No celebration of Labor Day would be complete without recognizing the contributions of well-to-do politicians, like Altgeld and Roosevelt, who risked their office by taking the side of working people in the face of powerful corporate lobbies.
Roosevelt fought for passage of the Wagner Act in 1935, a federal law protecting the rights of workers to organize labor unions, to engage in collective bargaining, and to take part in strikes.
Well Joe Hill was a good fit for the Wobblies because he had a real talent for organizing. Aside from delivering a good speech, he wrote poetry and songs. It was Joe who coined the phrase "pie in the sky." He also wrote the songs "There is Power in a Union" and "Casey Jones: Union Scab."
Twelve of the songs Joe wrote were published in the Wobblies' famous "Little Red Song Book," which is still in print today -- in its 37th edition. Joe's goal with these creative efforts was to reach out to as many working people as possible, so he would borrow popular innocent tunes and supplant the lyrics with powerful and catchy union messages. Often, his songs would sweep across the country faster than the original version of the tune had, and it wasn't long before Joe became something of a living legend to workers everywhere. Unfortunately, his rising profile made him a target of Industry.
In 1914, while working at the Silver King Mine in Park City, Utah, Joe Hill was framed on a murder charge. I read a book about the trial written by the historian Philip Foner, and without going into too much detail about it, let me just say that, again, it was an egregious miscarriage of justice. Based on very circumstantial evidence, Joe Hill was executed the following year.
During our offertory this morning we'll listen to Paul Robeson sing the story of Joe Hill in a beautiful song written by Alfred Hayes in 1930.
Does anyone remember the movie "The Manchurian Candidate?" It was based on the CIA's MK-Ultra program and involved the surreptitious administration of hallucinatory drugs to unexpected victims. Well, Paul Robeson was a victim of the MK-Ultra program, and he was left in a delusional state which resulted in a terrifying suicide attempt in 1961. Fortunately he survived, and went on to live until 1976.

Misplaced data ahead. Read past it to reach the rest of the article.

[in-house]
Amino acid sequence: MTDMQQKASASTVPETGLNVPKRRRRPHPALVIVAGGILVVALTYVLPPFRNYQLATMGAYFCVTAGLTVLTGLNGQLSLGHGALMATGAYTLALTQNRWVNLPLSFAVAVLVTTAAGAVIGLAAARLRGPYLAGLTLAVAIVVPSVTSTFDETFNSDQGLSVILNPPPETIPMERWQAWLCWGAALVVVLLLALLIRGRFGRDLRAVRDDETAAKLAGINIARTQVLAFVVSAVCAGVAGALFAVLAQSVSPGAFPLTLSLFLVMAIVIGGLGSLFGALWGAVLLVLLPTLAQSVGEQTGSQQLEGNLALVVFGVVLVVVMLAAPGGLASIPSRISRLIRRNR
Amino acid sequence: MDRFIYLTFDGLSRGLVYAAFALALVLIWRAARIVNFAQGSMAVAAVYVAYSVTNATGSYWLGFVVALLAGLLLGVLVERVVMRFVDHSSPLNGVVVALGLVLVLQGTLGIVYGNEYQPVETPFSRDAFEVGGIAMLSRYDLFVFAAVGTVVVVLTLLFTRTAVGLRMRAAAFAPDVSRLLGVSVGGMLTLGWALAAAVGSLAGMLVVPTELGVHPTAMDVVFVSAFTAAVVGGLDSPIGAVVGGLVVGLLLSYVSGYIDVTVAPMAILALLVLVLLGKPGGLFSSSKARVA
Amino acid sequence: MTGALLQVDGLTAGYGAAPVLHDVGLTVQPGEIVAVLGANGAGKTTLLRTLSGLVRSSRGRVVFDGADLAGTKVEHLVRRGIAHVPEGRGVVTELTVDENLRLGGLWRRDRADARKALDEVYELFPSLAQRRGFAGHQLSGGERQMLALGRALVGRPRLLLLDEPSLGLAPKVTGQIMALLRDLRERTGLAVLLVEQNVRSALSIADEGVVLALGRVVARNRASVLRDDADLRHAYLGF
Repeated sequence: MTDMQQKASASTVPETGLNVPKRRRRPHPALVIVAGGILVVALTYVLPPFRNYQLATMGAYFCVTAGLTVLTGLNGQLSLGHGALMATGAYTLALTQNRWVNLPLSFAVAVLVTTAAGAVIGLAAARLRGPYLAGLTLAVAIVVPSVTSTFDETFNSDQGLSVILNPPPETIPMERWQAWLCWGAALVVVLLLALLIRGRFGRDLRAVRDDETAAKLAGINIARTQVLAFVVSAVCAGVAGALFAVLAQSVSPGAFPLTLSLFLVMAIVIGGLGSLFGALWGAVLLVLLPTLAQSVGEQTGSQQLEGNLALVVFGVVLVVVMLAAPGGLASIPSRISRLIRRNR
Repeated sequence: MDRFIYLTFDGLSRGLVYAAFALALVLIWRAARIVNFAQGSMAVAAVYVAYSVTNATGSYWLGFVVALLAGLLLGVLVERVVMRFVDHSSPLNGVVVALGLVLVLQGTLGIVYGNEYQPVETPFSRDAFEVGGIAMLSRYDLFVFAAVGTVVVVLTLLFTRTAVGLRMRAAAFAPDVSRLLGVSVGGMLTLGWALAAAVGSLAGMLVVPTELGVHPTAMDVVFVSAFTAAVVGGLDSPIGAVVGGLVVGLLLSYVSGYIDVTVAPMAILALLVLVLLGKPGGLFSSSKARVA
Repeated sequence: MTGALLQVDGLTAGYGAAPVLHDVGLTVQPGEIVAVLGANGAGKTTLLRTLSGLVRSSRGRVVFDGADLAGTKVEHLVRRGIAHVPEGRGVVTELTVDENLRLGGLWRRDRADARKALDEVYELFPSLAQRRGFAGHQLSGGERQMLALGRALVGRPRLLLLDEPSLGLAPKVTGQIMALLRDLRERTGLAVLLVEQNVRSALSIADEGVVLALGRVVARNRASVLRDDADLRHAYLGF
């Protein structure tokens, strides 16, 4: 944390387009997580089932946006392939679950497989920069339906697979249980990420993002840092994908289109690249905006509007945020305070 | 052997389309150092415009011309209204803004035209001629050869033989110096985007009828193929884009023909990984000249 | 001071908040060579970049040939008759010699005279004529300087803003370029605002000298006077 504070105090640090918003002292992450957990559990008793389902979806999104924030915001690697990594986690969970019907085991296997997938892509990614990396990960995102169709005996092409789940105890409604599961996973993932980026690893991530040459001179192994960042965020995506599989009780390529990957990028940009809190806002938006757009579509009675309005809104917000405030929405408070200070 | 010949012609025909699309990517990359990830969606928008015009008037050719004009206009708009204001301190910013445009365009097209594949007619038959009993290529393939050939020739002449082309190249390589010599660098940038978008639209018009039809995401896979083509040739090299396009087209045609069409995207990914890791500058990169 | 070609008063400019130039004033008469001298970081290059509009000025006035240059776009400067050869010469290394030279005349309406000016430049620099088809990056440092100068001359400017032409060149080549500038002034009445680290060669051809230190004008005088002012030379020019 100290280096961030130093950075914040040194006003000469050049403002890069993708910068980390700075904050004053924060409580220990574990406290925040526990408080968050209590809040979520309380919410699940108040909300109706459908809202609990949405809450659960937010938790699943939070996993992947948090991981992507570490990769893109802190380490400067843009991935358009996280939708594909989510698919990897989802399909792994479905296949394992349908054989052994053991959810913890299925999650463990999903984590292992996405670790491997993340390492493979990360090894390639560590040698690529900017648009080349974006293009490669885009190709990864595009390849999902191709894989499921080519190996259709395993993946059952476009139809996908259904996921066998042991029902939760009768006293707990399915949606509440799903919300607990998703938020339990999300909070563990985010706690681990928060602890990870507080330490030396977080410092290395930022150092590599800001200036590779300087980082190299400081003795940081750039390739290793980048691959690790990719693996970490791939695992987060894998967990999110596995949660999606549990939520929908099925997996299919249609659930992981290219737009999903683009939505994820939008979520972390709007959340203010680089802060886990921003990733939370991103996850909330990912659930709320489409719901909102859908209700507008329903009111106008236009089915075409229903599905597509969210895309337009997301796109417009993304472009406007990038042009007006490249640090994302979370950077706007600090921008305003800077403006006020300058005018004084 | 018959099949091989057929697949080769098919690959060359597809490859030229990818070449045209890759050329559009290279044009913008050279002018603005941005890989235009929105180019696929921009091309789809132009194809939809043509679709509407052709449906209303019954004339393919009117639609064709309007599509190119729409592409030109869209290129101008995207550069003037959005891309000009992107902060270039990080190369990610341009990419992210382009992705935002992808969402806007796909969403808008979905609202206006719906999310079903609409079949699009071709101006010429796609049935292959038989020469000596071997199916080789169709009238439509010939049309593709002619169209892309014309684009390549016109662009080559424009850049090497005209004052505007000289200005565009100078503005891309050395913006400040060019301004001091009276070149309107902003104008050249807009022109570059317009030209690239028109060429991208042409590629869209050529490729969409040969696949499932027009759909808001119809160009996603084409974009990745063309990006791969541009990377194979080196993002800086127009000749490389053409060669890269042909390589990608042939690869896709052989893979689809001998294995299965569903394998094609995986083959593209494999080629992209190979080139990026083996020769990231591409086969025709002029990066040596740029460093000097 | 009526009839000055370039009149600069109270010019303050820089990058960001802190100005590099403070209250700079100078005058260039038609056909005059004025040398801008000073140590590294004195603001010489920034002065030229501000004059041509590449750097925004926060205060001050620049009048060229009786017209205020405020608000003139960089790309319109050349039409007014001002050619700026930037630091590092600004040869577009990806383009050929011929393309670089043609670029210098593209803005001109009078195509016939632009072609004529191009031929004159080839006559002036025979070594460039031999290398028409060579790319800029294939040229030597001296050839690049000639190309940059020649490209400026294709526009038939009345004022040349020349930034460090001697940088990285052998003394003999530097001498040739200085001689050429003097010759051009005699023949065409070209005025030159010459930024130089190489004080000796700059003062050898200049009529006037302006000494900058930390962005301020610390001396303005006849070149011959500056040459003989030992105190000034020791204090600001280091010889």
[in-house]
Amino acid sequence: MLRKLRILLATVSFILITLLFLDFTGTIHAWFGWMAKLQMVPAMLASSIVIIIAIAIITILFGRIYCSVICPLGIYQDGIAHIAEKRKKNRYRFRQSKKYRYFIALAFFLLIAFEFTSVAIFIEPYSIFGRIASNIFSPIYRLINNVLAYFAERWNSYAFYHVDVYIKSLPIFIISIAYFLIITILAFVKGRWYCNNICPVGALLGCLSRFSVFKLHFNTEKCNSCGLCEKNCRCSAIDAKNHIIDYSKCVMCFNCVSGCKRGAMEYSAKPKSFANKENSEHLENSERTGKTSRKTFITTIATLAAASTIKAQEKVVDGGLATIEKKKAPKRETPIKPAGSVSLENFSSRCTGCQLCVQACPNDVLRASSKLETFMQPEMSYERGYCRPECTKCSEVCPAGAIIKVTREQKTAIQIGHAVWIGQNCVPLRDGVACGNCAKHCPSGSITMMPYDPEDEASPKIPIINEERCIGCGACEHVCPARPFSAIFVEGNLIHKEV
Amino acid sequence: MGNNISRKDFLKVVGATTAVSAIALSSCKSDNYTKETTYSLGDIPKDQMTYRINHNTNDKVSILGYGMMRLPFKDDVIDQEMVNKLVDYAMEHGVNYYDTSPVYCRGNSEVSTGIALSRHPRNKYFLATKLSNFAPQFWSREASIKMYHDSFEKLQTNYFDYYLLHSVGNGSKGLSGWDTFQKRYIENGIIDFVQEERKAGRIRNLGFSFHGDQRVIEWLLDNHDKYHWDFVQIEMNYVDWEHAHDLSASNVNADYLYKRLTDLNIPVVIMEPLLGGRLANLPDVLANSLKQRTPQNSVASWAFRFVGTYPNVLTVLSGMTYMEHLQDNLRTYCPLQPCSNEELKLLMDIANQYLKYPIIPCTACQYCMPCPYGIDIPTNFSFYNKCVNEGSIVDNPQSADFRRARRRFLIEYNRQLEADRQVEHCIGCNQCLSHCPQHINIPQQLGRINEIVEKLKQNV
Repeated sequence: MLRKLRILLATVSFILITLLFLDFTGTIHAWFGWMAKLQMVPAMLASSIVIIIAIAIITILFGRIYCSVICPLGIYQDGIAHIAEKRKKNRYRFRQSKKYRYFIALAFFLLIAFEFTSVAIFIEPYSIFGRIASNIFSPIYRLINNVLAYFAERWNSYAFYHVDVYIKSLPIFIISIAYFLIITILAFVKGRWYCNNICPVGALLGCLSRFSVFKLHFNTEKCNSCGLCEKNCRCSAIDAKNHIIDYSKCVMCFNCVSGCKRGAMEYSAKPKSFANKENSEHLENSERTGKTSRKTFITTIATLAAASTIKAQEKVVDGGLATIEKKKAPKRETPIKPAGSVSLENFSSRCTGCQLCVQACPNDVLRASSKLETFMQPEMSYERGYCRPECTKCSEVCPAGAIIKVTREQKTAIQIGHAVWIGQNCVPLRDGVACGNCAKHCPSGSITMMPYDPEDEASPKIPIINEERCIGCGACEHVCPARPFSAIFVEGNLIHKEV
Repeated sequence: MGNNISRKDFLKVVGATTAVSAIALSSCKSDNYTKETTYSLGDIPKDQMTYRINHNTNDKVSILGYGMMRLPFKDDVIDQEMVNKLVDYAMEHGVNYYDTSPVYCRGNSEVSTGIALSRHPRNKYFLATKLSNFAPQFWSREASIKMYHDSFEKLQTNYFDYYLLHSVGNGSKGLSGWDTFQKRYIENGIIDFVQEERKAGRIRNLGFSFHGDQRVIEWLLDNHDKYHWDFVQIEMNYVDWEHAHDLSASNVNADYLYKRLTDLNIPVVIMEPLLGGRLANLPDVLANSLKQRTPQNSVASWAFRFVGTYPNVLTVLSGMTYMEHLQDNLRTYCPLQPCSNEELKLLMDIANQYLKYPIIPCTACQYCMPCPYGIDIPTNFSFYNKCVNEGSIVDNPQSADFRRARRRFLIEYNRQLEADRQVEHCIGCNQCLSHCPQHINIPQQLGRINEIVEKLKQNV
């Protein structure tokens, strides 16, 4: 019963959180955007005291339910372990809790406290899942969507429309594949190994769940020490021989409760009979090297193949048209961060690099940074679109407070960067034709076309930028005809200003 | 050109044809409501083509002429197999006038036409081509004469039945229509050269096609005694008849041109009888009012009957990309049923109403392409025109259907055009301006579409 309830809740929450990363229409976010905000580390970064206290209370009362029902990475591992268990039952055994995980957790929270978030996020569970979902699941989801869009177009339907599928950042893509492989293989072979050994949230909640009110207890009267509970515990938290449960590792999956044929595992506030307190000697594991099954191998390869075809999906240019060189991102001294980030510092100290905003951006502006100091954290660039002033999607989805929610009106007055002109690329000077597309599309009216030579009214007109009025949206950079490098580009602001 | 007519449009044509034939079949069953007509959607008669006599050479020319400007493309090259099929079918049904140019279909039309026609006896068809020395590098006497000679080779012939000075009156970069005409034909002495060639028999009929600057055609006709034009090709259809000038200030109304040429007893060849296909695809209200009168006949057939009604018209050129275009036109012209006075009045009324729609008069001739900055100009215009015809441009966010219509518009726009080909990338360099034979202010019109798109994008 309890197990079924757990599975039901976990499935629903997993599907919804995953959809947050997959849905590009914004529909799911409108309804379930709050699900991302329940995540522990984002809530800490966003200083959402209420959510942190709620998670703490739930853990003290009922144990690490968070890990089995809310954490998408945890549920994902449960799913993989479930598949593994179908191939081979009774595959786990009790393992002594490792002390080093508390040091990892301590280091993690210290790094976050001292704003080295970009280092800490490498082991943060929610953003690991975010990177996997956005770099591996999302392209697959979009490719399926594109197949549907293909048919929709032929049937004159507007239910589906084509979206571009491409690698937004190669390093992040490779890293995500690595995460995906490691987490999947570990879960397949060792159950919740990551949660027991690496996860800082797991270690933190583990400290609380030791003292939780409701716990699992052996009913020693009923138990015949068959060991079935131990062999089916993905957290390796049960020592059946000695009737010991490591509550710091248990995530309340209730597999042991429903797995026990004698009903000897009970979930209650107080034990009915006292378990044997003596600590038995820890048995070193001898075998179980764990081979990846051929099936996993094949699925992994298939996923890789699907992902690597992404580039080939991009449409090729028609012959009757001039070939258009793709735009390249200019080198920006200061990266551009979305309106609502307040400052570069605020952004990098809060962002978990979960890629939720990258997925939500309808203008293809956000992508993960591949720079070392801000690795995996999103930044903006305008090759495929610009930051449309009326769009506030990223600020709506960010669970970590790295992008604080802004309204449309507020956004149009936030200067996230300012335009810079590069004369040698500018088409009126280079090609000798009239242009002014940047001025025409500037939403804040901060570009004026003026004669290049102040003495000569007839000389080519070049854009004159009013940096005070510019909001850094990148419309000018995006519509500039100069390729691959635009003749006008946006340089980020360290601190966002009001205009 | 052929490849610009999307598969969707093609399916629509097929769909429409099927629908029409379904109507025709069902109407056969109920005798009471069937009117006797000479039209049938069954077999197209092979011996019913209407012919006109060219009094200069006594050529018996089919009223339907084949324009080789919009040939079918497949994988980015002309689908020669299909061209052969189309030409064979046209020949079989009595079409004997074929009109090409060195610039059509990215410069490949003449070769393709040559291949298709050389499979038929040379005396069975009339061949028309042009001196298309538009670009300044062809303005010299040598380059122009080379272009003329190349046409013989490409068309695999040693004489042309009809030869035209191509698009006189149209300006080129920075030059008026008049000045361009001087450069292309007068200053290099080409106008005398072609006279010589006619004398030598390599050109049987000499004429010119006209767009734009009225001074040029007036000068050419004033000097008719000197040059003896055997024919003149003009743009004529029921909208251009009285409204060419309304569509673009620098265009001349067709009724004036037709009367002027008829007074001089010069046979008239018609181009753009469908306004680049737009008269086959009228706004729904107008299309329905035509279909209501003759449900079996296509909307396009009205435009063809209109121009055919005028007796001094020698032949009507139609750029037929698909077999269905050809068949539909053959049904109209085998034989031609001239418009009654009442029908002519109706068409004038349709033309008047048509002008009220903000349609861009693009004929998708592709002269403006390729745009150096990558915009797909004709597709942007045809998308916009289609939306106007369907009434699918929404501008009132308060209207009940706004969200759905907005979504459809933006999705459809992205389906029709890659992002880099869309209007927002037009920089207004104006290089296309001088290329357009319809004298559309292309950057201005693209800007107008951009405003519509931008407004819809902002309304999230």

Back in 1950 the State Department determined that Robeson, an international star, should be denied a passport and they issued a "stop notice" at all ports so he couldn't leave the country. He was told that it was "detrimental to the interests of the United States Government" for him to travel abroad because his "frequent criticism of the treatment of blacks in the United States should not be aired in foreign countries" because it was a "family affair."
In May of 1952, in a symbolic act of defiance against the travel ban, labor unions in the U.S. and Canada organized a concert at the International Peace Arch on the border between Washington state and Canada.
Now while we were preoccupied with the McCarthy hearings, the Canadians were really pumped about Paul Robeson doing this concert. He stood on the back of a flat bed truck on the American side of the U.S.-Canada border - and on the Canadian side, a whopping 40,000 people gathered to hear him sing about Joe Hill.
It prohibited many types of strikes, outlawed monetary donations by unions to federal political campaigns, and required union officers to sign non-communist affidavits with the government. States were allowed to pass "Right-to-Work laws" that outlawed union shops.